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Chiefnj
05-15-2007, 12:24 PM
Rookie defensive tackles in for an education


By Pat Kirwan
NFL.com Senior Analyst




(May 14, 2007) -- One of the toughest positions on the field for a young player to master is defensive tackle. The speed of the game inside is like a blur for a rookie. The strength and size of the offensive linemen in the NFL is something just a rare few can adjust to when they first put their pads on. As one defensive line coach said to me this past week about first-day draft picks at defensive tackle, "Most of the rooks physically dominated their college opponents with little technique and they are in a world of trouble now."

The speed of the game is a whole other problem, especially with offensive lines that have worked together for years or are masters of the Alex Gibbs zone-blocking schemes. Rookie defensive tackles inevitably play too high to see the ball or the quarterback and it's easy pickings for the offensive linemen.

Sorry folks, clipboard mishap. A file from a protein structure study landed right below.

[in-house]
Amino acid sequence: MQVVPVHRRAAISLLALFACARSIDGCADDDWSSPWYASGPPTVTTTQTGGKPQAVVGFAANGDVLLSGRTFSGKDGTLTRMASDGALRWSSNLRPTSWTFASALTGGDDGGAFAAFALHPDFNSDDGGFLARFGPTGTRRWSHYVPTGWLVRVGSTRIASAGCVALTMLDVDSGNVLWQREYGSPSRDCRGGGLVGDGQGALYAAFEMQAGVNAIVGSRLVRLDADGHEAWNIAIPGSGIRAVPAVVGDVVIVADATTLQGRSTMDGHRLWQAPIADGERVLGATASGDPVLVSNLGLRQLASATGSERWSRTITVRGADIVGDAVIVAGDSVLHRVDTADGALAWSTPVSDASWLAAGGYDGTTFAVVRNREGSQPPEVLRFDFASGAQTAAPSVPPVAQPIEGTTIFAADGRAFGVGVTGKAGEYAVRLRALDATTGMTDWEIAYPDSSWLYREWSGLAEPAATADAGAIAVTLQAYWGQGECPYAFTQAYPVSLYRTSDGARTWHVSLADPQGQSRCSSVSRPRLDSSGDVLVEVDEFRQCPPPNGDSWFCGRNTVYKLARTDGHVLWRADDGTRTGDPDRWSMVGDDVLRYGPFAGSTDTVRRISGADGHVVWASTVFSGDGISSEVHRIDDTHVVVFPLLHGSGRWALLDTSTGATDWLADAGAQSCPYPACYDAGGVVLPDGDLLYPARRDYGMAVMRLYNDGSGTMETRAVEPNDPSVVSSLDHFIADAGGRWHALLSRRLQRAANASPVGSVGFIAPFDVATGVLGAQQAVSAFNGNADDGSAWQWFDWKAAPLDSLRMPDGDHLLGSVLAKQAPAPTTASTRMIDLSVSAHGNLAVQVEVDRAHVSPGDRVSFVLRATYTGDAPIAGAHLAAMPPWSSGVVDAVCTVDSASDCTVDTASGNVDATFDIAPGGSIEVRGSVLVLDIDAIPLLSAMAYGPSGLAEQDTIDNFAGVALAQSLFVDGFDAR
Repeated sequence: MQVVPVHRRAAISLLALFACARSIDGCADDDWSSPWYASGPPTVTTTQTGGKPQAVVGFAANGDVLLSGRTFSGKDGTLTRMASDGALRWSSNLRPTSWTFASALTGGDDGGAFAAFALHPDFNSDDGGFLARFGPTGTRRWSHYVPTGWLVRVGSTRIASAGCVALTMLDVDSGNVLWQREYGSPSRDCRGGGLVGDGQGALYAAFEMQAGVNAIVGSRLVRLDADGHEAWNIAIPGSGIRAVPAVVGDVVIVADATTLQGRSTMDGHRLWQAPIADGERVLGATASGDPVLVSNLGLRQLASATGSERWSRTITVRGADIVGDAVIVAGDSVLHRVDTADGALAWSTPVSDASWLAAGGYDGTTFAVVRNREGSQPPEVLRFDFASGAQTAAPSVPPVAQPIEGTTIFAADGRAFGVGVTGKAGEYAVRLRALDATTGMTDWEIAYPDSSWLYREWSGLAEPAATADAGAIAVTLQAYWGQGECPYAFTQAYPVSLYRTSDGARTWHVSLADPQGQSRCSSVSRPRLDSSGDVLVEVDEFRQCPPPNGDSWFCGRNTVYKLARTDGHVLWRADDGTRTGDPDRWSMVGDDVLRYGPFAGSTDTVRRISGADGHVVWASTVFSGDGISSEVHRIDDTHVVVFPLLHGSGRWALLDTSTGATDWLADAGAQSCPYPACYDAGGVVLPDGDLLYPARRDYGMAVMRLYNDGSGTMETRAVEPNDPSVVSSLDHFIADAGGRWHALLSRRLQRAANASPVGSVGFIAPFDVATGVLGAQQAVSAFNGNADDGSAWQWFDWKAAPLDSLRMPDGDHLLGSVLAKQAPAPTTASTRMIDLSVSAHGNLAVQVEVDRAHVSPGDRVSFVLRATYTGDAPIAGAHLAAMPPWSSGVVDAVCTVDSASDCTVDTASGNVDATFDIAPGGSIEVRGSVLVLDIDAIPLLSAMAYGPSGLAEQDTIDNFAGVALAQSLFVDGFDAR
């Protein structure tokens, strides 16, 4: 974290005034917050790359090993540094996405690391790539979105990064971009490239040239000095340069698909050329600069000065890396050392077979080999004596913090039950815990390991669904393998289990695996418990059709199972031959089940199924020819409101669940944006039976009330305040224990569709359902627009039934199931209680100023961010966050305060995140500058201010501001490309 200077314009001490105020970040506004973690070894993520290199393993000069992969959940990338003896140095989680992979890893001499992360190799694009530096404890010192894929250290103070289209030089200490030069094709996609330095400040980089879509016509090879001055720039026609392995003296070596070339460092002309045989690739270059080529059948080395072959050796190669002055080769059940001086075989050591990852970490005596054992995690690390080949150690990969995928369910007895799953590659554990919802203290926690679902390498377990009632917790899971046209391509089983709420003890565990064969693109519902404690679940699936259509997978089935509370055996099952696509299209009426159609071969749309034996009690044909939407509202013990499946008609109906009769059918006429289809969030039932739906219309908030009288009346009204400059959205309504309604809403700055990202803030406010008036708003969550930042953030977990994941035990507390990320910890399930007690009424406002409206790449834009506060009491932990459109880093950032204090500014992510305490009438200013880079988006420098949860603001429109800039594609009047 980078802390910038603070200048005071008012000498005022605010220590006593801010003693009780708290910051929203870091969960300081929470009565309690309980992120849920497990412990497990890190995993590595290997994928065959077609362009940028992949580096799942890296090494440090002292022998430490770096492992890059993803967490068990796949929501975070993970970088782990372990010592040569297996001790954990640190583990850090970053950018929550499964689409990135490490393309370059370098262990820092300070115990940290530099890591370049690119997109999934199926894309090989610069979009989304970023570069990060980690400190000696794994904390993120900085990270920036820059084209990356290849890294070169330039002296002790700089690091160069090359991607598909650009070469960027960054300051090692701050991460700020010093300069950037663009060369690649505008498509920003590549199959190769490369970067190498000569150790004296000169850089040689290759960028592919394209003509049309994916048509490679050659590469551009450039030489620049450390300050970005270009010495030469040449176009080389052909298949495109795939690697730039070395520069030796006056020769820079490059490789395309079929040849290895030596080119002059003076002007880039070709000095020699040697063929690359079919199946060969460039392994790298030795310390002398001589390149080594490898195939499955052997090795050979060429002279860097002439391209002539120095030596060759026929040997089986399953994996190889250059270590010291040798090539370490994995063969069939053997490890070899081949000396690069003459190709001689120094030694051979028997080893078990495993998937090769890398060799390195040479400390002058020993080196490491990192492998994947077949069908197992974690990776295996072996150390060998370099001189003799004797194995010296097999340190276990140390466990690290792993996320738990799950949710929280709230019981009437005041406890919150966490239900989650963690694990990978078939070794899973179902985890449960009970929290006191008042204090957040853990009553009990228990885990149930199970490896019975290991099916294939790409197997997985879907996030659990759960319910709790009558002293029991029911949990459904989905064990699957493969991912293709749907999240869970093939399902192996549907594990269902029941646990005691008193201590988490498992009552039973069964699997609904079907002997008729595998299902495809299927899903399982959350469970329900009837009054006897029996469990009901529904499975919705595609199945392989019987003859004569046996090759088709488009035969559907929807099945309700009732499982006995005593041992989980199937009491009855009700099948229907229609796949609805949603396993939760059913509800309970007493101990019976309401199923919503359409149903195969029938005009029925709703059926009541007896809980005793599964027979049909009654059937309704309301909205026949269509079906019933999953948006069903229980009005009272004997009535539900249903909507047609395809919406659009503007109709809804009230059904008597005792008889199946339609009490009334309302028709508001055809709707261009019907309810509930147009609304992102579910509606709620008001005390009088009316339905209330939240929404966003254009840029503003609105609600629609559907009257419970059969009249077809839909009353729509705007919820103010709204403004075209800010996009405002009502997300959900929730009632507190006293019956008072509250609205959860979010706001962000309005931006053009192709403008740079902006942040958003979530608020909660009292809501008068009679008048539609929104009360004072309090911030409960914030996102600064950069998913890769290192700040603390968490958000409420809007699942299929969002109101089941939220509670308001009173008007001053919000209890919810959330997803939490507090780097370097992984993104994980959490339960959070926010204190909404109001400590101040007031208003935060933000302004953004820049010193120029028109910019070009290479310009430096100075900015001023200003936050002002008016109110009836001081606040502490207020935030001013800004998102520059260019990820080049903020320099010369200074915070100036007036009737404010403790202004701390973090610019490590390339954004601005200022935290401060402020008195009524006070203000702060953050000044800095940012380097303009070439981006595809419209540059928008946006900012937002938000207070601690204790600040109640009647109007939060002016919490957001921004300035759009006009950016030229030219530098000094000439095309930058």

Health is also an issue for rookie defensive tackles. In the past four years, there have been 28 defensive tackles drafted on the first day of the draft (Rounds 1 through 3) and only 10 of the 28 were active for all 16 games their rookie season.

So with nine defensive tackles drafted on the first day of the 2007 draft, what do they really have to look forward to this season? Let's look back at the last four years to determine the future. Production expectations for a rookie defensive tackle has to be brought into a realistic area. Sure, Kevin Williams showed up as a first-round pick of the Vikings as a rookie in 2003 and started all 16 games and had 51 tackles, 10 sacks and four passes defended, but he's the exception, not the rule. Will first-round picks Amobi Okoye (Houston) or Justin Harrell (Green Bay) be the next Kevin Williams or will they be the next Brodrick Bunkley? Bunkley didn't start a game and had nine tackles, no sacks, no forced fumbles and no passes defended as a rookie for the Eagles last season.


The Cards likely want more out of Alan Branch than two or three starts.
What about the second-round defensive tackles taken in 2007? From 2003-06, there were just five defensive tackles taken in the second round -- Shaun Cody (Detroit), Jonathan Babineaux (Atlanta), Junior Siavii (Kansas City), Tank Johnson (Chicago) and Anthony Adams (San Francisco). As a group they generated only 10 starts their rookie season with just four sacks while averaging 20 tackles each. An average year for this year's second-round tackles -- Alan Branch (Arizona) and Turk McBride (Kansas City) -- should be two or three starts, 20 tackles and one or two sacks.